The typical practices, procedures and techniques that a teacher uses in the classroom, and that may or may not be based on a particular method. Methodology can also refer to the study of these practices, procedures and techniques and of the beliefs and principles on which they are based.


"The methodology of the Structural Approach consisted mainly in listening to and repeating strictly graded grammatical structures."

Further reading

Kramsch, C. and Sullivan,  P. (1996) Appropriate pedagogy. ELT Journal 50/3.

Holliday, A. (2005). The struggle to teach English as an International Language. Oxford: Oxford University Press.


Richards, J. and Rodgers, T. (2001). Approaches and methods in language teaching, 2nd edition. Cambridge: Cambridge University Press.

Swan, M. A critical look at the Communicative Approach (1). ELT J (1985) 39 (1): 2-12.

Waters, A. (2012) Trends and issues in ELT methods and methodology. ELTJ  66 (4): 440-449.

Widdowson, H.G. (1985) Against dogma: A reply to Michael Swan. ELT J  39 (3): 158-161.




Micro-teaching (also known as peer teaching), which originated at Stanford University in the 1960s, is a practice now widely used in general, as well as ELT, teacher training contexts worldwide. Micro-teaching practices vary in some respects, but essentially the procedure consists of teachers trying out short lesson sequences for an audience of their peers, some of whom adopt the roles of learners. These lesson sequences may be video-recorded, and the teachers receive oral feedback from peers and / or a supervisor, and written feedback from the supervisor.  In some versions of micro-teaching, teachers are given the opportunity to address the issues highlighted in the feedback stage by re-teaching the same lesson sequence.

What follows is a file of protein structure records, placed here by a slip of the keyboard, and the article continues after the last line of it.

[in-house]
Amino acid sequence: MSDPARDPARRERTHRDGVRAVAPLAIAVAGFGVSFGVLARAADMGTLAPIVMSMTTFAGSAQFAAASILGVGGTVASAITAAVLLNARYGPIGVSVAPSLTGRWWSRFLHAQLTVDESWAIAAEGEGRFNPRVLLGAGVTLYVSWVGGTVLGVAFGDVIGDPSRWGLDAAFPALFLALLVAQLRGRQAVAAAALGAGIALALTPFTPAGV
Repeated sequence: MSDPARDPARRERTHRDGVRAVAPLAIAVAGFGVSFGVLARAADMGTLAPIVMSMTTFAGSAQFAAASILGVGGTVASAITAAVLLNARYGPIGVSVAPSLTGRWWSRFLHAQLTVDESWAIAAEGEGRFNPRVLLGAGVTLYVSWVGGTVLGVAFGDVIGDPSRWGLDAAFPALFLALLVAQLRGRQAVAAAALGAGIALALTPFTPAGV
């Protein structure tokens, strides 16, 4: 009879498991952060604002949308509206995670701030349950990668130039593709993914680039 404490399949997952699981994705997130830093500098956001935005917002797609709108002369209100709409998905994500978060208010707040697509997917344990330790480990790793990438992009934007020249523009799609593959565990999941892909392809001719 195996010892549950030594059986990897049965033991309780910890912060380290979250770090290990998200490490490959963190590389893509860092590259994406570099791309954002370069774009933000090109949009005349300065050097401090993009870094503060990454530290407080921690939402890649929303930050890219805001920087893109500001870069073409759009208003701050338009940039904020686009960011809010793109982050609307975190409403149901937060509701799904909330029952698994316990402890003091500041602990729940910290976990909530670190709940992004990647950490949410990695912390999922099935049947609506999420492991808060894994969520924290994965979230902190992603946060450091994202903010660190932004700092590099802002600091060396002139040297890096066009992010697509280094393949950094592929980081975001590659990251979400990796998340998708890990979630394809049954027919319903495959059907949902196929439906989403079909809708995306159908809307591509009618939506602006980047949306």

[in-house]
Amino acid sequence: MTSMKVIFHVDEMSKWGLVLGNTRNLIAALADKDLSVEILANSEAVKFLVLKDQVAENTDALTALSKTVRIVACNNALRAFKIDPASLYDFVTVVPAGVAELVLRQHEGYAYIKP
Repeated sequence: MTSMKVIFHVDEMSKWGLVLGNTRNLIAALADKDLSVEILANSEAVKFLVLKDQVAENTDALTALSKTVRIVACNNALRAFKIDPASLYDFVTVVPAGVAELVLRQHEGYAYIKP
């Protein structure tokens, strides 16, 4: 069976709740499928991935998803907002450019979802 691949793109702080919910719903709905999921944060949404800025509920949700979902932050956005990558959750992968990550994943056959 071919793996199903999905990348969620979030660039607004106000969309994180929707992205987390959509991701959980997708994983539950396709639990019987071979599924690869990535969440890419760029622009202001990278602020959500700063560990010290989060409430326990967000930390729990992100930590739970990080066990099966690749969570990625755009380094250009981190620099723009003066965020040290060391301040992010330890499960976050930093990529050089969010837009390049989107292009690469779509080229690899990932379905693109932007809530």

[Alan Pulverness]


“I’m finding that, on my present course, the sessions in which we ‘workshop’ lessons as a group in a micro-teaching format, with the trainees teaching their colleagues and me intervening as they do so, are both less stressful for the trainees and (I think) more productive in terms of their developmental outcomes.”  from An A-Z of ELT, Scott Thornbury’s blog https://scottthornbury.wordpress.com/2011/07/10/p-is-for-practicum/


Further reading

Bailey, K.M. 2006. Language Teacher Supervision: A case-based approach.Cambridge:   Cambridge University Press.

Brown, G. 1975. Micro-teaching: A programme of teaching skills. London: Methuen.

Geddes, M. & H. Raz. 1979. “Pupil-Teacher Interaction”. In Holden, S. [Ed] Teacher Training. London: Modern English Publications.

Gower, R., D. Phillips & S. Walters. 1998. Teaching Practice Handbook. Oxford: Heinemann.

Moore, A. 1979. “Microteaching without video”. In Holden, S. [Ed] Teacher Training. London: Modern English Publications.